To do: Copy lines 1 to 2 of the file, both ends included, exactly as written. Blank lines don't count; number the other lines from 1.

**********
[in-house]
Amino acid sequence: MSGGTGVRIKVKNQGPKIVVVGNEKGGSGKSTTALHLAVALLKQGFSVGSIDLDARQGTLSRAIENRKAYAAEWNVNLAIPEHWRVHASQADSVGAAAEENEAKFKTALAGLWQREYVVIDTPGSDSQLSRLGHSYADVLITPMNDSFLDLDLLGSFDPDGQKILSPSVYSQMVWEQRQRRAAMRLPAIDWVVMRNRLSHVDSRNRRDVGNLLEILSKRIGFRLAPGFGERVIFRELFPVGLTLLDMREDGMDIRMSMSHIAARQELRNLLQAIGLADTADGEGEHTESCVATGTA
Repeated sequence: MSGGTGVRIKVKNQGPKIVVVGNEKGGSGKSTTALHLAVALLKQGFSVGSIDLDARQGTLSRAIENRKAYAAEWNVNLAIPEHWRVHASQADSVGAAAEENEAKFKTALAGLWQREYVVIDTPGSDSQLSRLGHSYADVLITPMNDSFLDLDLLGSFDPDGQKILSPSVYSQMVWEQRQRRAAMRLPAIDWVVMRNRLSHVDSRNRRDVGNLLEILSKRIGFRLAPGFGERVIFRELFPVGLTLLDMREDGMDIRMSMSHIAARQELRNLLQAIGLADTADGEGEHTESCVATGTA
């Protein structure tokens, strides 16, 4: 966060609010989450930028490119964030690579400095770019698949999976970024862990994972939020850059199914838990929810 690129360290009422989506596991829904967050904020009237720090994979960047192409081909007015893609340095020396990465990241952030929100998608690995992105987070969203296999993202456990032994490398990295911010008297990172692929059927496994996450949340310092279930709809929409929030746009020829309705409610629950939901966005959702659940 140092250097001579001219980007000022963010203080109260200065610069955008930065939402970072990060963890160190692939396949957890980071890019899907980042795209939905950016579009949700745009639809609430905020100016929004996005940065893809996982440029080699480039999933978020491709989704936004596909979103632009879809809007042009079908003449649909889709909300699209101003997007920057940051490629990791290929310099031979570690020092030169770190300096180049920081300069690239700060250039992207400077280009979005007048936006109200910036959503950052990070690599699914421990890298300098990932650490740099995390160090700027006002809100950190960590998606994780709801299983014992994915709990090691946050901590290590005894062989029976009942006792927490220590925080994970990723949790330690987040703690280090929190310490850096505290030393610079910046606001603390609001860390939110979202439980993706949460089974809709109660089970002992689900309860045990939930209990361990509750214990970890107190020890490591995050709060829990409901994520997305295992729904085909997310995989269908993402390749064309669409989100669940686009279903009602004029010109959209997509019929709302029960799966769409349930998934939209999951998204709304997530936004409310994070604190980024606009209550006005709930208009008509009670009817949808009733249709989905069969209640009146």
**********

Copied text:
[in-house]
Amino acid sequence: MSGGTGVRIKVKNQGPKIVVVGNEKGGSGKSTTALHLAVALLKQGFSVGSIDLDARQGTLSRAIENRKAYAAEWNVNLAIPEHWRVHASQADSVGAAAEENEAKFKTALAGLWQREYVVIDTPGSDSQLSRLGHSYADVLITPMNDSFLDLDLLGSFDPDGQKILSPSVYSQMVWEQRQRRAAMRLPAIDWVVMRNRLSHVDSRNRRDVGNLLEILSKRIGFRLAPGFGERVIFRELFPVGLTLLDMREDGMDIRMSMSHIAARQELRNLLQAIGLADTADGEGEHTESCVATGTA